I use a custom album module on for managing my photo albums and for embedding images in my posts. With Drupal 8.5, I can now take advantage of the new off-canvas dialog to edit the title, alt-attribute and captions of my photos. As you can see in the animated GIF above, every photo gets an "Edit"-link. Clicking the "Edit"-link opens up the off-canvas dialog. This allows me to edit a photo in context, without having to go to an another page to make changes.

So how did I do that?

Step 1: Create your form, the Drupal way

Every image on has its own unique path:<album-name>/<image-name>

I can edit my images at:<album-name>/<image-name>/edit

For example, gives you the image of the Niagara Falls. If you have the right permissions you could edit the image at (you don't ). Because you don't have the right permissions, I'll show you a screenshot of the edit form instead:

I created those paths (or routes), using Drupal's routing system, and I created the form using Drupal's regular Drupal form API. I'm not going to explain how to create a Drupal form in this post, but you can read more about this at the routing system documentation and the form API. Here is the code for creating the form:

<?php namespace Drupal\album; use Drupal\Core\Form\FormBase; use Drupal\Core\Form\FormStateInterface; use Drupal\album\Image; use Drupal\Core\Url; class ImageEditForm extends FormBase { public function getFormId() { return 'album_edit_image'; } public function buildForm(array $form, FormStateInterface $form_state, $dir = NULL, $img = NULL) { $image = Image::loadImage("$dir/$img"); $form['path'] = [ '#type' => 'hidden', '#value' => $image->getUrlPath(), // Unique ID of the image ]; $form['title'] = [ '#type' => 'textfield', '#title' => t('Title'), '#default_value' => $image->getTitle(), ]; $form['alt'] = [ '#type' => 'textfield', '#title' => t('Alt'), '#default_value' => $image->getAlt(), ]; $form['caption'] = [ '#type' => 'textarea', '#title' => t('Caption'), '#default_value' => $image->getCaption(), ]; $form['submit'] = [ '#type' => 'submit', '#value' => t('Save image'), ]; return $form; } public function submitForm(array &$form, FormStateInterface $form_state) { $values = $form_state->getValues(); $image = Image::loadImage($values['path']); if ($image) { $image->setTitle($values['title']); $image->setAlt($values['alt']); $image->setCaption($values['caption']); $image->save(); } $form_state->setRedirectUrl(Url::fromUserInput('/album/'. $image->getUrlPath())); } } ?> Step 2: Add an edit link to my images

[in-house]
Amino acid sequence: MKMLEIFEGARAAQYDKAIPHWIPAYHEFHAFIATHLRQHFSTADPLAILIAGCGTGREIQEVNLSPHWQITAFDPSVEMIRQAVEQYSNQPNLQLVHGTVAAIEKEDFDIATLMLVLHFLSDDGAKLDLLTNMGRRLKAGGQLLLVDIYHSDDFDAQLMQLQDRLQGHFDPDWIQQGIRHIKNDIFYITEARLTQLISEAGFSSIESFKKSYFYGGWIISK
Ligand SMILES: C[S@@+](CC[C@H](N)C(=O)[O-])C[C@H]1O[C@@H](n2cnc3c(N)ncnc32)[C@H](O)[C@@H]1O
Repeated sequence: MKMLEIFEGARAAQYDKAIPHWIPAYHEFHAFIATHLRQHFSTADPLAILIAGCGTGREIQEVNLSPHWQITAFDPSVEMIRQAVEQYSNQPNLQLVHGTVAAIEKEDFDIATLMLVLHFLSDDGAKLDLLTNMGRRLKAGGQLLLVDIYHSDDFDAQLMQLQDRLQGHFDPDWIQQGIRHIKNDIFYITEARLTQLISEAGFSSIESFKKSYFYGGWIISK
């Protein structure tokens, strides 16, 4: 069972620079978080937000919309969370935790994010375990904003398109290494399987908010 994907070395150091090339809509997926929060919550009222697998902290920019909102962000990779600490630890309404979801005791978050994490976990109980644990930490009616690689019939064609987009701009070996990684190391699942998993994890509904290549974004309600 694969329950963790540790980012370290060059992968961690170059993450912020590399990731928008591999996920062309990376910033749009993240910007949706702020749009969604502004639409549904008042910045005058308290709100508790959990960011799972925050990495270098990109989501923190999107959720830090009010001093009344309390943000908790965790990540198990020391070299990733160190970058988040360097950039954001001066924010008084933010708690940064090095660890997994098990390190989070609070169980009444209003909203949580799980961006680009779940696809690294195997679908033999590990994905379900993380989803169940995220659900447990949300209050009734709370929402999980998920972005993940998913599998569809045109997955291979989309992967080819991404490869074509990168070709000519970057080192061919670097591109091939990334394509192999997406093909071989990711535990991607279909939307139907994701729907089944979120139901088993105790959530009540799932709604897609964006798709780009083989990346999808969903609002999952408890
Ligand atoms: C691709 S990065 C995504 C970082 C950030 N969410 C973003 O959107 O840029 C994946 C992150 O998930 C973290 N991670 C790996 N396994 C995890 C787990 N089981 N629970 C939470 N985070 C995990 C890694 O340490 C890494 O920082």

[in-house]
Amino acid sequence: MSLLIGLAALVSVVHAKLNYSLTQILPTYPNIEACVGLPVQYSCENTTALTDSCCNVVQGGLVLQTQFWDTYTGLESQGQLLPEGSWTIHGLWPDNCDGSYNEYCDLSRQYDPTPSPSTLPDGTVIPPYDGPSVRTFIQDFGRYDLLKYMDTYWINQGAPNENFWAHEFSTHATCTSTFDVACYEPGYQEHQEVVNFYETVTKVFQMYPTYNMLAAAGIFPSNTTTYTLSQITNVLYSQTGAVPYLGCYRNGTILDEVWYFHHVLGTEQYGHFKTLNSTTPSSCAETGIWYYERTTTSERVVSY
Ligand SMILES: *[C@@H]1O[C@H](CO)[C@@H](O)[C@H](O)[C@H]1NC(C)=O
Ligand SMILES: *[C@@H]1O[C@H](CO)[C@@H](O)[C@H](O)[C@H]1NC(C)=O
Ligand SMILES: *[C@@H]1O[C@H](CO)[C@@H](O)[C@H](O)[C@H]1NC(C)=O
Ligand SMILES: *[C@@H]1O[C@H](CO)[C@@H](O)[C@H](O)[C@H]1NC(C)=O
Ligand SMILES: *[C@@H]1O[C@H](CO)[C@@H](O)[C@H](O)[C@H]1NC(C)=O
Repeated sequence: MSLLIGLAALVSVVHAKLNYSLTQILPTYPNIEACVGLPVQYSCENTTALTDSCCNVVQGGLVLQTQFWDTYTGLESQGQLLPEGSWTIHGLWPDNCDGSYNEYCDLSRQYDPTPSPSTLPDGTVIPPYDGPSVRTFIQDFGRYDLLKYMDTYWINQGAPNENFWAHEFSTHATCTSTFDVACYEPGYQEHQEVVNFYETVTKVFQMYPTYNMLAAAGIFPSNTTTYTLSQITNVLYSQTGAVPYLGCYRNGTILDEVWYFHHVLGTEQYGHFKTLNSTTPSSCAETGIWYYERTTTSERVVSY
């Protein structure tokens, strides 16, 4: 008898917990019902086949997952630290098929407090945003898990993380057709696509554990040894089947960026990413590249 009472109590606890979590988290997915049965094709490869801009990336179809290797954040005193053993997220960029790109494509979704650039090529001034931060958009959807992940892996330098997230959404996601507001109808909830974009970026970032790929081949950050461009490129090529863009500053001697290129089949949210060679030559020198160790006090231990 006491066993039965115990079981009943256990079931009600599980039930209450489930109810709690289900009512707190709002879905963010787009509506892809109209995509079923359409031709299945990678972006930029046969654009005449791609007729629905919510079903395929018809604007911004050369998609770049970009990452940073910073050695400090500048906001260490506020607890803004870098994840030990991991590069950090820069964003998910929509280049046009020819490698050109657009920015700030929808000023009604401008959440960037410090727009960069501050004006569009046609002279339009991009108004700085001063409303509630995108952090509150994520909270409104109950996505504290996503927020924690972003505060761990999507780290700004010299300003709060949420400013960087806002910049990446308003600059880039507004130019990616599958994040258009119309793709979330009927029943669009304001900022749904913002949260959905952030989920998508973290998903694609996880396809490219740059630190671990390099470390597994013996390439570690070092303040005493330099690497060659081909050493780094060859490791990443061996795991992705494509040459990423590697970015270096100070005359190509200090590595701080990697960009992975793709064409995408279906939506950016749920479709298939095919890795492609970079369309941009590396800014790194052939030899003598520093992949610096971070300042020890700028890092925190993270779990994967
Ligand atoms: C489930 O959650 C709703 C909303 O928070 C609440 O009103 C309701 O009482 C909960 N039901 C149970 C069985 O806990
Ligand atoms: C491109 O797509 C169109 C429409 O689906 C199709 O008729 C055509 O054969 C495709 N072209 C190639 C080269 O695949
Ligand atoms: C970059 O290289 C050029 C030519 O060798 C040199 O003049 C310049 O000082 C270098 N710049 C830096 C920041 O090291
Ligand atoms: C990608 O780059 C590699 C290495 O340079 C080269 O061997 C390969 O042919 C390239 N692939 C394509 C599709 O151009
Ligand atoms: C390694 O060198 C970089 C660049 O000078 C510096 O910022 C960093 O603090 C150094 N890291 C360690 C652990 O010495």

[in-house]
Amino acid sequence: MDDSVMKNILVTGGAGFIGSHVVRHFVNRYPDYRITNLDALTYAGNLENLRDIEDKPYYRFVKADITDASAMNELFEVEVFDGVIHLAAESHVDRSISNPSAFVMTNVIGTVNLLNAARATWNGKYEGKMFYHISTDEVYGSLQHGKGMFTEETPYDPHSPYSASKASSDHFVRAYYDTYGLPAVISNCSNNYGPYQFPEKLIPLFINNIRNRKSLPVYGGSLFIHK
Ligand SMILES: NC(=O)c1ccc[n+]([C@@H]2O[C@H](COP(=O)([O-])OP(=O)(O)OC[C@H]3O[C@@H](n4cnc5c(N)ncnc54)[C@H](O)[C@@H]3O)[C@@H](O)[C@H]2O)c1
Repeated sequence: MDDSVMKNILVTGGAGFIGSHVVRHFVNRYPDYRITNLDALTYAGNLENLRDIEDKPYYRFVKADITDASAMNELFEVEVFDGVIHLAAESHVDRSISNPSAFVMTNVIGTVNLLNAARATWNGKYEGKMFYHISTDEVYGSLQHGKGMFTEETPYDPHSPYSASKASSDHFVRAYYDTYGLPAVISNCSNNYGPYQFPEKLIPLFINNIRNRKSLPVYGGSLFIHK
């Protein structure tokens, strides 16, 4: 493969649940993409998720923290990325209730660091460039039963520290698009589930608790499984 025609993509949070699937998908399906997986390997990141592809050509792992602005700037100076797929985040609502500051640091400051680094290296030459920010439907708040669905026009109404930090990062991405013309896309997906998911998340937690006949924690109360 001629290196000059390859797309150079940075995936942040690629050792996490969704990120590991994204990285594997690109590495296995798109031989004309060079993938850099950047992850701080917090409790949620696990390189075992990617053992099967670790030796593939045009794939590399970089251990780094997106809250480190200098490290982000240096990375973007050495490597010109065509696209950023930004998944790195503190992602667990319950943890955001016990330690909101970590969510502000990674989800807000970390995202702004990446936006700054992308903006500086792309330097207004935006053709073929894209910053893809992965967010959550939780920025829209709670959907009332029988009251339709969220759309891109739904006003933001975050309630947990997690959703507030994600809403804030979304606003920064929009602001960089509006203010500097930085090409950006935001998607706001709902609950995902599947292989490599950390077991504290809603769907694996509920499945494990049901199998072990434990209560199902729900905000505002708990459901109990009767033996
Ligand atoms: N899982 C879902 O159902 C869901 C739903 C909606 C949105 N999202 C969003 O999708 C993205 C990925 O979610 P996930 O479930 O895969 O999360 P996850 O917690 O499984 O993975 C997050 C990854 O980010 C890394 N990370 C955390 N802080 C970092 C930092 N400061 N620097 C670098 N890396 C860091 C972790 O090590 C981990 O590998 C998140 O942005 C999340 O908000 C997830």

First, I want to overlay an "Edit"-button over my image:

If you were to look at the HTML code, the image link uses the following <a href> tag:

<a href="" class="edit-button">Edit</a>

Clicking the link doesn't open the off-canvas dialog yet. The class="edit-button" is used to style the button with CSS and to overlay it on top of the image.

Step 3: Opening the off-canvas dialog

Next, we have to tell Drupal to open the form in the off-canvas dialog when the "Edit"-link is clicked. To open the form in the off-canvas dialog, extend that <a href> tag to:

<a href="" class="edit-button use-ajax" data-dialog-type="dialog" data-dialog-renderer="off_canvas" data-dialog-options="{&quot;width&quot;:400}">Edit</a>

Some extra HTML in the <a href> tag is all it took; it took my regular Drupal form, showed it in an off-canvas dialog, and even styled it! As I wrote above, it is easy to use the off-canvas dialog in your own modules. Hopefully you'll be inspired to take advantage of this new functionality.

There are several things being added though, so let's break it down. First we add the a class called use-ajax: